In another example of how the AIDS virus exploits its opponents, scientists have found that HIV uses immune system proteins to hitch rides on the antibody factories known as B cells.
Since B cells interact closely with T cells, the immune cells that HIV normally infects, the hitchhiking strategy may help the virus find potential host cells.
HIV infects a subset of T cells and, over time, reduces their number so much that a person's immune system can't fight off other infections. Consequently, scientists generally characterize AIDS as a T cell disease.
Yet scientists have long recognized that B cells also go awry in people with a full-blown HIV infection. "The B cells make a lot of antibodies . . . not targeted to anything," says Susan Moir of the National Institute of Allergy and Infectious Diseases in Bethesda, Md. The cells "are going into overdrive. It's almost like an allergic reaction," she says.
In test-tube experiments, Moir and her colleagues had found evidence that HIV infects B cells as well as T cells. To determine if that occurs in the body, they began studying the B cells of HIV-infected people. It turned out that HIV didn't readily enter the B cells but did stick to their surface.
In the Sept. 5 Journal of Experimental Medicine, Moir's team reports those results and describes how HIV hitches onto B cells. In a process that normally helps the body get rid of viruses, an immune system protein—part of the so-called complement system—coats HIV's surface when it circulates in the bloodstream. But B cells have surface proteins that bind to this complement molecule.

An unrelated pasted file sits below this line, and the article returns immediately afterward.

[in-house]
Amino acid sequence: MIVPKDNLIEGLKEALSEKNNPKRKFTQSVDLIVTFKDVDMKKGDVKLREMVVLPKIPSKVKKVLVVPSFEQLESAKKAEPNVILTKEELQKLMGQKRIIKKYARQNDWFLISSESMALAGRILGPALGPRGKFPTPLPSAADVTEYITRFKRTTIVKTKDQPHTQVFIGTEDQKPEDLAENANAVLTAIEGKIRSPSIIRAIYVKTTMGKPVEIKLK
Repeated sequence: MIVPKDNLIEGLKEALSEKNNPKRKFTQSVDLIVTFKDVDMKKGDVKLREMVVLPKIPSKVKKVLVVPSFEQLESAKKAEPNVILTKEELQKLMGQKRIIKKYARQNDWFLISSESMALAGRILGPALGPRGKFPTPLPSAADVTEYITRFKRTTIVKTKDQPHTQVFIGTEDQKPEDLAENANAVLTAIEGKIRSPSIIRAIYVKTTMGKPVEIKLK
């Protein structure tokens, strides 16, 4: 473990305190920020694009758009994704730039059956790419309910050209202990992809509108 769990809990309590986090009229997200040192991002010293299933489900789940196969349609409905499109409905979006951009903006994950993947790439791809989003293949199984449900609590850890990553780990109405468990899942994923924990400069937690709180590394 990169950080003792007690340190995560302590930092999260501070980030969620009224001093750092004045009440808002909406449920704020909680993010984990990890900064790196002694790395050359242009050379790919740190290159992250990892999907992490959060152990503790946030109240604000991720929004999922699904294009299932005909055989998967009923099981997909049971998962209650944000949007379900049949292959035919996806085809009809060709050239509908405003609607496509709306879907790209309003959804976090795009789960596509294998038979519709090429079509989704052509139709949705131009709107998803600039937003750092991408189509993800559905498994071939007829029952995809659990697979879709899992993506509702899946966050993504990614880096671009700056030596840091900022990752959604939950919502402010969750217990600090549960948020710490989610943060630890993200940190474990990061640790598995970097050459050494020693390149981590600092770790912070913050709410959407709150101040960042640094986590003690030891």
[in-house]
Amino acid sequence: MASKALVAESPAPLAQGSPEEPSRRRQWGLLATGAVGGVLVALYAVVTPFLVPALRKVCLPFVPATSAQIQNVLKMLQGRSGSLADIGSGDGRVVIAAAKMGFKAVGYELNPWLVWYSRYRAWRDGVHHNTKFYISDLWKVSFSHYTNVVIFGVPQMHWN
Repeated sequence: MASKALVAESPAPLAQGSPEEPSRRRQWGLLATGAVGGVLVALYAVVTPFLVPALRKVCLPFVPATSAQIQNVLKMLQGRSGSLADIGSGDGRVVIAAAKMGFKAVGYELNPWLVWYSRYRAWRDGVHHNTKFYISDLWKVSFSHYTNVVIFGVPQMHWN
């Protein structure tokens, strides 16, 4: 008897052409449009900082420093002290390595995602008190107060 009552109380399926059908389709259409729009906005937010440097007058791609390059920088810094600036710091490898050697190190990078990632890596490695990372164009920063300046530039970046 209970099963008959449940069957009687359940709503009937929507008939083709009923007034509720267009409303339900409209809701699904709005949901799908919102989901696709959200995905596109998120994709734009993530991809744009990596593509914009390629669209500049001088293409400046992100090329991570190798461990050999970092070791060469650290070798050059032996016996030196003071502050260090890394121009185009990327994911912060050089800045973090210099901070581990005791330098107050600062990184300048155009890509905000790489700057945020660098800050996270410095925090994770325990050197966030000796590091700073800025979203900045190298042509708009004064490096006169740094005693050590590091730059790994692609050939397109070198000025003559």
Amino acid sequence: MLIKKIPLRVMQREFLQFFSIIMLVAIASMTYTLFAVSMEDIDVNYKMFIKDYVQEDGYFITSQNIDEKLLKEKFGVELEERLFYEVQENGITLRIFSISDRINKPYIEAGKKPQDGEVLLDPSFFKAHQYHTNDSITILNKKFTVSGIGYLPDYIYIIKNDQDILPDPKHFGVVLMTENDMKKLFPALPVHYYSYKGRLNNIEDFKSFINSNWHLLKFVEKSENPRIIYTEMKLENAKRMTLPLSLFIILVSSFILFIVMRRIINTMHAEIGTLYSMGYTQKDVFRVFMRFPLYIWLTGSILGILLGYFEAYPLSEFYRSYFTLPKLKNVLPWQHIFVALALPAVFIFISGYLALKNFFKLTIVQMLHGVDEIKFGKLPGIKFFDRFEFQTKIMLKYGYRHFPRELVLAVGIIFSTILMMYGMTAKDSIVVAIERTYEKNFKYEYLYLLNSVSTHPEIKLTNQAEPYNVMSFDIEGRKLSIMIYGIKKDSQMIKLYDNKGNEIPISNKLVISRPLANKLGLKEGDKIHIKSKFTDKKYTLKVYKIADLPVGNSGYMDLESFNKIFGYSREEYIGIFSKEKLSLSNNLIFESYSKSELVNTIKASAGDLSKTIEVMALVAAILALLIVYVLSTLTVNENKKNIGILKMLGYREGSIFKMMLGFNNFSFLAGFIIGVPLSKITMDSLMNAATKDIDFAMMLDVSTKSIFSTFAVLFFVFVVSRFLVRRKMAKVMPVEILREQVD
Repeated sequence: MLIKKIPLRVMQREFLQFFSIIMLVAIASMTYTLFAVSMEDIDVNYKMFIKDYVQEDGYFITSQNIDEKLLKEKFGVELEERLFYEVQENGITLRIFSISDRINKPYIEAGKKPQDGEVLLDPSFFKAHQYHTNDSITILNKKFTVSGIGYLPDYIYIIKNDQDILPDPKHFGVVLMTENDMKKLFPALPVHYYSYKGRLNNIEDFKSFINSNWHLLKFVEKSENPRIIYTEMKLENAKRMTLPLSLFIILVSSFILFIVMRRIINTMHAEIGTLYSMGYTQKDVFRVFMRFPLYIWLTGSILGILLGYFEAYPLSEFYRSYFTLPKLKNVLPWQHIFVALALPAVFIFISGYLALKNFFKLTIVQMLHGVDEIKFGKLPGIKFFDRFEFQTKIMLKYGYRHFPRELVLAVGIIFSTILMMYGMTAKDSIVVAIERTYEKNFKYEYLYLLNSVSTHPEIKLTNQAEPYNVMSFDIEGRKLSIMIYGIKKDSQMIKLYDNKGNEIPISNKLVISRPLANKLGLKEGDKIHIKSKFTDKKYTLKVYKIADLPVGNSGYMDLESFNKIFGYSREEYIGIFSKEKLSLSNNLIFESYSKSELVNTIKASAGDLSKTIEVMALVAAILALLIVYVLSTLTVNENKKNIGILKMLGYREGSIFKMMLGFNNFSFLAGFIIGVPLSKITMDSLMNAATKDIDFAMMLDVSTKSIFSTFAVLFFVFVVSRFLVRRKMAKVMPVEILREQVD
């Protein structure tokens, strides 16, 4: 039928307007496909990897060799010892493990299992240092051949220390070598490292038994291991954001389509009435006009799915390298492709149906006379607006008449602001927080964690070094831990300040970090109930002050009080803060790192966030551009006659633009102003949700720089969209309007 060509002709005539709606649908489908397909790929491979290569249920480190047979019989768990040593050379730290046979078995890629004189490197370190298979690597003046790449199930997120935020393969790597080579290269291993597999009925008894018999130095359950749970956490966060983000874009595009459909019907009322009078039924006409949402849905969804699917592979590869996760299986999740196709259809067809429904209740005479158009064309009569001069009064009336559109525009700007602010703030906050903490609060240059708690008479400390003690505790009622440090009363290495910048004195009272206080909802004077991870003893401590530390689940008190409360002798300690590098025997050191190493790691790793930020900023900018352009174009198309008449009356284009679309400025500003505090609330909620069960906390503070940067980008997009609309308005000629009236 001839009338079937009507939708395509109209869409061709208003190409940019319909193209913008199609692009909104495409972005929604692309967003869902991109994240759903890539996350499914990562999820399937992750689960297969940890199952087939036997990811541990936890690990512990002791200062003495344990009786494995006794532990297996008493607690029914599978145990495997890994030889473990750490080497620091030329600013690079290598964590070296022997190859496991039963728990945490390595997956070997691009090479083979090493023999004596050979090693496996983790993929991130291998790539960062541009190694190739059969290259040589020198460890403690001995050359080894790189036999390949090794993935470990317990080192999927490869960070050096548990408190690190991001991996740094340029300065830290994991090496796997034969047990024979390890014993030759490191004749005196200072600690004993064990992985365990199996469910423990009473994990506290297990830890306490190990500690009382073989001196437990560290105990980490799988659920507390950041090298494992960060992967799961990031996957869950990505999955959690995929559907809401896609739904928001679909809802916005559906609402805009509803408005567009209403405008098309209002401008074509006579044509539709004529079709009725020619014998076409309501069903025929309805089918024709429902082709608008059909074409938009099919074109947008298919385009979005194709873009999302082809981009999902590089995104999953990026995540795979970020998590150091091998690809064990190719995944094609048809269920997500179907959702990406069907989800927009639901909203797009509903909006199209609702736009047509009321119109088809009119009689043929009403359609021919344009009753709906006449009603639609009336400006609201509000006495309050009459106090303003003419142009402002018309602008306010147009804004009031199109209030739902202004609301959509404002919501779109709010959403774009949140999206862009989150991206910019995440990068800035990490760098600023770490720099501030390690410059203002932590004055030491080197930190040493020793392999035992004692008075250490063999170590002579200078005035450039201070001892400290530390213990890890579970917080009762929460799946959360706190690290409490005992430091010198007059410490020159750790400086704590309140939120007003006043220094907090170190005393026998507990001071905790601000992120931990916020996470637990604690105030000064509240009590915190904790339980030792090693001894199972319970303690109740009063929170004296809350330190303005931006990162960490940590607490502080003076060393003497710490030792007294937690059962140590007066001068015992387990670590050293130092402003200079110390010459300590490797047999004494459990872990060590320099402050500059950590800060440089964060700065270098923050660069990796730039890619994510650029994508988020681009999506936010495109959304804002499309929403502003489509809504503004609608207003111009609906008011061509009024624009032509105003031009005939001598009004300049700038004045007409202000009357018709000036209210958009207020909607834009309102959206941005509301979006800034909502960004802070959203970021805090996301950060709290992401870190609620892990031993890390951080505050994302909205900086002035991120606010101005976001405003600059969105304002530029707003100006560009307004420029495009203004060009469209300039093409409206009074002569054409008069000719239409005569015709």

Presto, B cells and HIV unite.
B cells circulate through the blood and into lymphoid tissues where T cells mature, so sticking onto B cells is a smart strategy for the AIDS virus, says Moir. In lymphoid tissue, she explains, B cells and T cells crowd together so that "you have an excellent opportunity for passage of virus from the B cell to the T cell."
The researchers suspect that the binding of HIV-complement complexes to B cells also explains why these immune cells go into overdrive. The B cell surface proteins that interact with complement help regulate the production of antibodies. HIV's coat of complement may be constantly stimulating the B cells through these docking stations, says Moir.
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